A mechanical loader F, heretofore used for loading the loose coal into mine cars, is employed in connection with the present conveyer apparatus to elevate the coal from the floor of the.

mine and deliver it onto the receiving end of the apparatus of the present invention. The coal supplied to the receiving end of the conveyer apparatus is carried away from the apparatus F and loaded into mine cars C at a substantial distance therefrom.

The conveyer apparatus which constitutes the subject matter of the present invention, is not concerned with the specific constructions of the apparatus F. Ahy suitable means may be employed for delivering the loose coal from the floor of the mine onto the receiving end of the conveyer apparatus. However, certain structural features of the present embodiment of the invention have been made to harmonize with the normal operation of a loadingapparatus F of a type having a boom conveyer G which normally projects over a substantial portion of the conveyer unit at the receiving end of the conveyer apparatus. To this end the height of the conveyer unit at the receiving end of the conveyer apparatus is such as to permit the boom conveyer G of the apparatus-Etc operate in the space between the roof of the mine and. the receiving end of the conveyer apparatus.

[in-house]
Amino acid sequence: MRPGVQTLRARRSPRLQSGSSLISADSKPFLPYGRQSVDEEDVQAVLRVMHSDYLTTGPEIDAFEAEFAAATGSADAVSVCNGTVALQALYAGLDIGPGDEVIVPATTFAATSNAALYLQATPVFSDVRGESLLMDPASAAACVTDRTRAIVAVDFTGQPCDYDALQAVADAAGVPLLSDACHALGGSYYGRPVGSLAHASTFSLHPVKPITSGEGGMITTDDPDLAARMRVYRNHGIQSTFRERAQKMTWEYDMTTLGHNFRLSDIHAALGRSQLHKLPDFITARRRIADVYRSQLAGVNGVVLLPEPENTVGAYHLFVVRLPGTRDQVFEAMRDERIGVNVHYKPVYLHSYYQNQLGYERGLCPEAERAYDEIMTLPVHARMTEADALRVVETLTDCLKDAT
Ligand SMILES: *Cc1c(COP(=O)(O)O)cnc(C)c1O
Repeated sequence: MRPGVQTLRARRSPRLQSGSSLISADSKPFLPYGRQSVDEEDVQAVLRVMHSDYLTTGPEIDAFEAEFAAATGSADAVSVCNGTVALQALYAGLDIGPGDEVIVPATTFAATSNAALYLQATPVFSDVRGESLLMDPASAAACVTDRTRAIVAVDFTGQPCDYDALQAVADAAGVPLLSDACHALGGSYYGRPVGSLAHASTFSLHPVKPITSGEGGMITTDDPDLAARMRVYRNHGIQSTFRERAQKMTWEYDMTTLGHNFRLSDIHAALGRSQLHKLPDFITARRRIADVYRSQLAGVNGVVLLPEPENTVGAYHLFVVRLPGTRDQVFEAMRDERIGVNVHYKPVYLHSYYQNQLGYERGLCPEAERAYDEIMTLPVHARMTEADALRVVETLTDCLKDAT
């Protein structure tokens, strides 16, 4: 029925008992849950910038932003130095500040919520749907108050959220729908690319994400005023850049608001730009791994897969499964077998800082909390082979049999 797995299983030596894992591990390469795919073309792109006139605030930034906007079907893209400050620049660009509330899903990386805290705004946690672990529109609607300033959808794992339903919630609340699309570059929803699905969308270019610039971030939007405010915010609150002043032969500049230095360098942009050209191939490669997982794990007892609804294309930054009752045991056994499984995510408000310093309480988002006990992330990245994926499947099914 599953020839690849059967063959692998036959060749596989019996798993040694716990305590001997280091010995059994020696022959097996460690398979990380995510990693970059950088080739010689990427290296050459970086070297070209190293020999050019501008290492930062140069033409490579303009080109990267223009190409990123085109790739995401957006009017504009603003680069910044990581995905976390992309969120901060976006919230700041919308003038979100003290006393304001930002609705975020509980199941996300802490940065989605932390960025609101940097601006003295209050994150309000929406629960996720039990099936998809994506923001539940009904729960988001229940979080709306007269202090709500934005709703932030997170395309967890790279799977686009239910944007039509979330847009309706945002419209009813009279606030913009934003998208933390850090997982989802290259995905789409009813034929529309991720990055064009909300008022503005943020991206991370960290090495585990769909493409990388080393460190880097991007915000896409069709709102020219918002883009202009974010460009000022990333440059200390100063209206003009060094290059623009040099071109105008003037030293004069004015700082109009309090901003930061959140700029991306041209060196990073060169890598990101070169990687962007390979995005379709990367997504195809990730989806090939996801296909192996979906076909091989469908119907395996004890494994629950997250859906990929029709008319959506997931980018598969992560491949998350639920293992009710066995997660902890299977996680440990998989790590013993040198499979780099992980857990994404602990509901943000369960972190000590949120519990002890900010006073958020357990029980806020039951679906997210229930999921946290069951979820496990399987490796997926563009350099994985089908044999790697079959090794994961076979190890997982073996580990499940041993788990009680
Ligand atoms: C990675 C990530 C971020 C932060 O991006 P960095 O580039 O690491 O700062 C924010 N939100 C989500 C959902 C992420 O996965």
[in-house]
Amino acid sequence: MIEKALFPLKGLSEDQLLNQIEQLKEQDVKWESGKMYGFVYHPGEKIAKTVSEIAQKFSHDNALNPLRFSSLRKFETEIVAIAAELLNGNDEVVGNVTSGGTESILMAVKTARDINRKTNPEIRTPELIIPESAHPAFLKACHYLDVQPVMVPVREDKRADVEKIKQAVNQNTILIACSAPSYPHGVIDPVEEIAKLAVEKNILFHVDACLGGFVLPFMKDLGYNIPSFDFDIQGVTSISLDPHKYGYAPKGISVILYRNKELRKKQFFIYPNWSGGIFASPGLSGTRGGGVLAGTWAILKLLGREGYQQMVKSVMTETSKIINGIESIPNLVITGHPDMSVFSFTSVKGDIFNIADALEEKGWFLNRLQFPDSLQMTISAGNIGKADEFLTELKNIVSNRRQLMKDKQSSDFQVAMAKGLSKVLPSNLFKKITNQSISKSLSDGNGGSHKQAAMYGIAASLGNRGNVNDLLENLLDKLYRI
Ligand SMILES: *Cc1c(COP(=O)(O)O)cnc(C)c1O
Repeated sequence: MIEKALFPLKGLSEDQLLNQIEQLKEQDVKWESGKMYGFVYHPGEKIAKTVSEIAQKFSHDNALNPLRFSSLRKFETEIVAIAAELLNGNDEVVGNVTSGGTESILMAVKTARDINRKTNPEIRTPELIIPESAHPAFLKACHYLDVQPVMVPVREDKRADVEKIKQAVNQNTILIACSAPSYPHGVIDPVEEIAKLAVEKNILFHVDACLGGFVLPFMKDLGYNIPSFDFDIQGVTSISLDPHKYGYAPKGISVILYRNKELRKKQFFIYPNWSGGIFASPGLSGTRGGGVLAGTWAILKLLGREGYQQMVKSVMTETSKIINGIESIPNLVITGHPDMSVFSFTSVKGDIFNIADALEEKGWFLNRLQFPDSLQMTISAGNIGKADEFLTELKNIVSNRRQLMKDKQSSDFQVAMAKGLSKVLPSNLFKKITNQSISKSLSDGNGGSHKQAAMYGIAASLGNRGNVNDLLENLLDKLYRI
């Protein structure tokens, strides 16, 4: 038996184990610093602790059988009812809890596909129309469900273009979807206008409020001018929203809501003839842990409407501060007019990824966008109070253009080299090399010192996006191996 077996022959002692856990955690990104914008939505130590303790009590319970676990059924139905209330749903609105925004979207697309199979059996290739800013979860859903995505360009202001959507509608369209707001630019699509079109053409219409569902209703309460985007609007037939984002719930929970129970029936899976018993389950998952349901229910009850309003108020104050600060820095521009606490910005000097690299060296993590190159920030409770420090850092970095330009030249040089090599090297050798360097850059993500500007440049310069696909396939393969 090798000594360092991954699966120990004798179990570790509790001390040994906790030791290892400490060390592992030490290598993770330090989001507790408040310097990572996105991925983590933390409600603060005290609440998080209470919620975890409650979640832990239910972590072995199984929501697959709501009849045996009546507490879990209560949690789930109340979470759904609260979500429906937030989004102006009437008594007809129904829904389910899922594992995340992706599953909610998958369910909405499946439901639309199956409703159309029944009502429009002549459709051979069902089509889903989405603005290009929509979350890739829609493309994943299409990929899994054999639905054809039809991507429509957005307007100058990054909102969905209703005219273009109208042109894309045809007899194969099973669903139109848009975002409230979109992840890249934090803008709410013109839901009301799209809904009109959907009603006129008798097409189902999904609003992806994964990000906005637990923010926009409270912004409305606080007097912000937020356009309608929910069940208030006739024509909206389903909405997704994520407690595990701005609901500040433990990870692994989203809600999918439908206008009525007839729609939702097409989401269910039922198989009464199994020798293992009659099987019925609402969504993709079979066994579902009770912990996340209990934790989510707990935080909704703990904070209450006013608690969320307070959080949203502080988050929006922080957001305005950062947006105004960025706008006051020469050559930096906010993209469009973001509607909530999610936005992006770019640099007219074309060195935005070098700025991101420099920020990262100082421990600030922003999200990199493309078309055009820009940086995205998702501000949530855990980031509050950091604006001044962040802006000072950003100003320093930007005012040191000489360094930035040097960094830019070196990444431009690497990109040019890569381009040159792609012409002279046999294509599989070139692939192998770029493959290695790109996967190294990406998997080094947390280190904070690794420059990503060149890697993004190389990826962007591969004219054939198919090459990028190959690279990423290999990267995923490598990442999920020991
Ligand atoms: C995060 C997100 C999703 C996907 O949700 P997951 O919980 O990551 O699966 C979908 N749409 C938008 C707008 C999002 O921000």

Before describing in detail the several units of the conveyer apparatus, the apparatus will be described briefiy as a whole. It may be described generally as consisting of a plurality of articulated units 10, 11, 12 and 13 which provide a frame-work for supporting and guiding a flexible conveyer belt 14 which extends the full length of the apparatus. "In'the present embodiment the framing of each'of saidunits supports a trough section which is flexibly connected with adjacent trough sections to provide a conveyer trough which extends the full length of the apparatus, the said trough beingdesignated'as a whole by the reference character 14a. The conveyer belt 14, is preferably of a link belt construction which is flexibleboth vert'i'cally'and laterally so as to conform to'the, 'generalj contour of the sectional trough 14a. The-unitslo'and'll are supported on 'track wheels which normally remain on the trackwayat all times} The wheels-designatedi15 are 'of the 'usualflanged construction, but the wheels 1511 are relatively wide and of non-flange construction so as to permit the unit 10 to pass around relatively sharp curves in the trackway D. The several units designated by the reference characters 12 and 13 are each provided with two sets of supporting devices. One set of said supports includes means for movably supporting the units of the apparatus on the trackway whereby the apparatus as a whole may be moved over the trackway to different locations in the mine. In accordance with the generic scope of the present invention, the said movable supports may be carried by the conveyer apparatus, or they may be separate therefrom, such for example, as a train of mine-cars adapted to support the articulated units 12 and 13 while they are being transported from one location to another. However, in the embodiment shown herein, the movable supporting means comprises flanged track-wheels 16 swingably mounted on each unit 12-13 and adapted to be moved clear of the trackway D when the apparatus is supported by the second set of supporting devices. The latter set of supporting devices consists of a plurality of extensible leg members 17 disposed on opposite sides of each of said units. The extensible legs 17, when they are extended, seat on the floor of the mine at opposite sides of the trackway and elevate the framework of the conveyer apparatus so as to permit a train of mine cars C to be moved beneath and longitudinally of the conveyer structure. It will be observed by inspection of Figs. 1 and 2 of the drawings that the entire train of cars C may be loaded with material as they are moved in either direction beneath the discharge end 18 of the conveyer structure. It will also be noted from said Figs. 1 and 2 of the drawings that the articulation of the several units is such that the apparatus as a whole will conform to the contour of the trackway in a manner to support the conveyer belt in a position above the center of the trackway. The swingable supporting means and the extensible leg supports of the several units of the apparatus are preferably controlled simultaneously from a central station located on the apparatus so' as to facilitate a quick change from one set of supporting members to the other set.